Between Reviews: To See Or Not To See

Posted on September 4, 2010



Forget someone else’s star ratings. The function of movie guides is to inform you who’s in a film and what it’s about, so that you can decide for yourself.

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SEP 5, 2010 – SITTING ON MY DESK IS A NEW REINCARNATION of an old, old friend – Leonard Maltin’s 2011 Movie Guide. The blurb says it all: “More than 17,000 entries. Including 300+ new entries. More than 12,000 DVD and 13,000 video listings.” The back cover carries a rave from The New York Times Book Review (“The go-to choice for both film geeks and casual couch potatoes”) and a slightly more pedantic thumbs-up from Roger Ebert’s Video Companion (“I recommend Leonard Maltin’s guide, which has become standard”). The first version of the guide I saw was in my local library, a couple of streets from home. In those days, 1987-88 I think, summer vacations meant a lot of reading in the afternoons, and when I saw this doorstop of a book promising to enlighten me (if only in capsule form) about every single movie ever made, I couldn’t help slipping it under my shirt and scurrying away.

I suppose that’s how you know you’re going to end up, however tangentially, in a career related to films – when a windfall like this flashes in front of your eyes and you just have to have it, right there, right then, for fear that another customer might come along and snatch it away before you can run home and examine your pocket money situation and see if there’s enough to cover this rather expensive volume. I subsequently read it all, from Aaron Loves Angela through Zulu Dawn. In those pre-Internet days, getting information about Hollywood and other foreign films meant a long trek to the USIS or British Council libraries, or perhaps a roadside vendor of old books might have an unexpected diamond amidst his coals. But here, right in my own two hands, was this treasure trove. We were inseparable that summer, Maltin and I.

My film reviewing faculties were still inchoate then, so I treated Maltin’s verdicts as commandments. Back then, as opposed to now, I thought film critics were Olympian gods who decreed whether you had good taste or not, so more often than not, I’d look up my favourite films and see how Maltin had dealt with them. I recall two particular examples – Indiana Jones and the Temple of Doom (which I’d seen on the VCR of a distant relative I’d sucked up to just because of that VCR) and The Goonies. Desert-island classics, right? Maltin should have awarded an automatic four stars, right? (His ratings range from four stars to BOMB, the latter for bottom-of-the-barrel movies.) Wrong! Temple of Doom (“headache-inducing prequel”) got a mere two stars and The Goonies (“exceptionally noisy, aimed squarely at kids”) fared only marginally better, with two-and-a-half stars. That was it. The man had spoken. I had no taste.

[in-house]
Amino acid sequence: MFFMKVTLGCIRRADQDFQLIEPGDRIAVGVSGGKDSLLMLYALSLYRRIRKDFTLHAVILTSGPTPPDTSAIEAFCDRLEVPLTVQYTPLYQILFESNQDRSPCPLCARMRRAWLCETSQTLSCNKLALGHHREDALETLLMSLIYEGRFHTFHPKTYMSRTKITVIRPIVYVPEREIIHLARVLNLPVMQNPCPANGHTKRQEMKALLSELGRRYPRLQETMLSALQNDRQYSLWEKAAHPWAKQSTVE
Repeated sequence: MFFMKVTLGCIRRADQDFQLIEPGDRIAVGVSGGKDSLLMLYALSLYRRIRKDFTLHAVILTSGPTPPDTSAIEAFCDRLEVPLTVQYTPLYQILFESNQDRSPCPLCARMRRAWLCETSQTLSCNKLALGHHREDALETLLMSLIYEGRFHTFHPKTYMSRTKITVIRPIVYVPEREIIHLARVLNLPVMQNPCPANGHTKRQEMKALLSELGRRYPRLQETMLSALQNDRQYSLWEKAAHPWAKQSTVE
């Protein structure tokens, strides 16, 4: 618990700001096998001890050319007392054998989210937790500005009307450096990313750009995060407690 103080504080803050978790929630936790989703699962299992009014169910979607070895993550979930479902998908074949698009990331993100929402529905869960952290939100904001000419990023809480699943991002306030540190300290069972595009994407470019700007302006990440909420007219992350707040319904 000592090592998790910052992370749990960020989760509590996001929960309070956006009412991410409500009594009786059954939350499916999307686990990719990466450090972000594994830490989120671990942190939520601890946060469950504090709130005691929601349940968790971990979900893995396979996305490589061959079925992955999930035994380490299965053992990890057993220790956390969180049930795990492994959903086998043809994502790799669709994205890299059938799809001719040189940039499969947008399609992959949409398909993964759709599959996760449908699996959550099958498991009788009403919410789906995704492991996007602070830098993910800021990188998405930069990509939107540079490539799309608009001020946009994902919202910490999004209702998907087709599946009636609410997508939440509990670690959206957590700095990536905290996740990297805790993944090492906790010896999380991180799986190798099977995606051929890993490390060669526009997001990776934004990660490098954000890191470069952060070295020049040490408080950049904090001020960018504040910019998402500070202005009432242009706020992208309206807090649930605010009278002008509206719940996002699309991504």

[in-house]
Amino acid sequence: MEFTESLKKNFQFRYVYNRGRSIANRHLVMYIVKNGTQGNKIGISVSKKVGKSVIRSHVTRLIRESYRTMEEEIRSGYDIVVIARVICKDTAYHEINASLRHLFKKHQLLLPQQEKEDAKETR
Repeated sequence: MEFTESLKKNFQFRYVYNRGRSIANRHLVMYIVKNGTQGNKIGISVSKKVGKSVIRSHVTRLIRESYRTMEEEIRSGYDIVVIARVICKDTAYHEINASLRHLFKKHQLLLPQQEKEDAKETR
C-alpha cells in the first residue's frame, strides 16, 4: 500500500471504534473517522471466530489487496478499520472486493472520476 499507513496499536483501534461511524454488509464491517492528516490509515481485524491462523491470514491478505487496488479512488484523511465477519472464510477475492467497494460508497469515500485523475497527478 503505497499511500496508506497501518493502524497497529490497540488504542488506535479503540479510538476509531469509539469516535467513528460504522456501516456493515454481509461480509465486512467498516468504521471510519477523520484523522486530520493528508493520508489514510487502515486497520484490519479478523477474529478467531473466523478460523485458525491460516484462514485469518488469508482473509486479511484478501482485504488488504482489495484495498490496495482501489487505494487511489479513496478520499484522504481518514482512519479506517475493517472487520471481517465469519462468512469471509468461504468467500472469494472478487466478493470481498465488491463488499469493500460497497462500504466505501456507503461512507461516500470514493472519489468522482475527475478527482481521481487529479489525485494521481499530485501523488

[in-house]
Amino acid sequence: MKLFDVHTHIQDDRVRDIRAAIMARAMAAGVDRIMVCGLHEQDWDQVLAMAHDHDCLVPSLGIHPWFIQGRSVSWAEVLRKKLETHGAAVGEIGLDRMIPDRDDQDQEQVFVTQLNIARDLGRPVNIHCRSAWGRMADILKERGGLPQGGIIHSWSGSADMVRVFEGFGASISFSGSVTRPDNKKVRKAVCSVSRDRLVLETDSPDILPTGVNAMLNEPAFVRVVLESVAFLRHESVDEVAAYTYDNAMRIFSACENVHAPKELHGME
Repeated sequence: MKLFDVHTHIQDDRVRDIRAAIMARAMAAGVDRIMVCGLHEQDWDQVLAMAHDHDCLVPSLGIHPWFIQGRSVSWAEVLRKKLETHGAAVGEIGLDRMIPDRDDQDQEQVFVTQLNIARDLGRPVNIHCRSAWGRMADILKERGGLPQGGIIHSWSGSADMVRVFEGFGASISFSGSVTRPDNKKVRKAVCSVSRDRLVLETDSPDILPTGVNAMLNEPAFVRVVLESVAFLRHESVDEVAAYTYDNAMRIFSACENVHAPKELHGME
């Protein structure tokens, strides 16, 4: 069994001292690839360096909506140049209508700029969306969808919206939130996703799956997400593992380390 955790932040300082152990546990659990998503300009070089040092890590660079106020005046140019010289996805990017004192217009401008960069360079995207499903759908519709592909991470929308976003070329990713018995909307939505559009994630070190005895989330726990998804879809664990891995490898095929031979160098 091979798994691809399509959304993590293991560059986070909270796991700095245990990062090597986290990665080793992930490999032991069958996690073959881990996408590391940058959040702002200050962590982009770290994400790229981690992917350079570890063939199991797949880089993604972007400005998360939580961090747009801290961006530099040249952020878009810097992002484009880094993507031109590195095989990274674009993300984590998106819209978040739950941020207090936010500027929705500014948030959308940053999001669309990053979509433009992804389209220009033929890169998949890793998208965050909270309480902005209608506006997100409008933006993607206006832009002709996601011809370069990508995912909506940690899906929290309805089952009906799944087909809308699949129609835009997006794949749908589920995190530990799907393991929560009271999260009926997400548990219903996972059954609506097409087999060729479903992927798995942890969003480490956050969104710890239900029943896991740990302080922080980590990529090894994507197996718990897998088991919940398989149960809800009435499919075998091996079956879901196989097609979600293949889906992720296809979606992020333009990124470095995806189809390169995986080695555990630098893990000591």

Today, I have to say that my knowledge of several obscure films comes from Maltin’s guide. Much later, when I faced a row of DVDs at a library, for instance, I’d instantly be drawn to what I wanted to see because of what I remembered from Maltin’s descriptions. That’s the real function of a guide such as this one, not to validate taste but to provide a synopsis of films so you know whether to watch them or not – not because he said it’s worth watching but because you felt, despite his ultimate rating, that the synopsis intrigued you. The stars, ultimately, are useless, meaningless. They’re also terribly misleading, as I’ve discovered from my own experience. I’d have awarded a rom-com a three-star rating and a serious drama a two-star rating, and readers will think that, in my estimation, the rom-com is better than the drama. And that is so not the case. All this means is that this particular rom-com is better than a rom-com that got two stars, and that this particular drama is not as good as the other one that got three stars.

You cannot compare within genres based on stars. You cannot predict your own liking of a film based on someone else’s star ratings. You cannot foresee box-office performance based on stars (well, the human kind maybe). Why, then, do we persist with star ratings? I suppose it’s a remnant of years of movie evaluation, when people thought the business of a film critic was to tell us whether to go and watch a film or preferably stay in and look at paint dry. Maltin’s guide – and others of this ilk – has a valuable function to perform but it’s not whether you should or shouldn’t watch a movie. Get an idea of what the film is about, who’s in it, what awards it won, what controversies it stirred up, how long it runs, whether it’s in Cinemascope or Super 35 – but make the decision (to watch) on your own. In this era of Google and IMDb, it’s difficult to see why someone would depend on a mammoth, wrist-unfriendly paperback such as this one, but it does make a hell of a blunt weapon to bring down on the skull of anyone who thinks The Goonies doesn’t deserve four stars.

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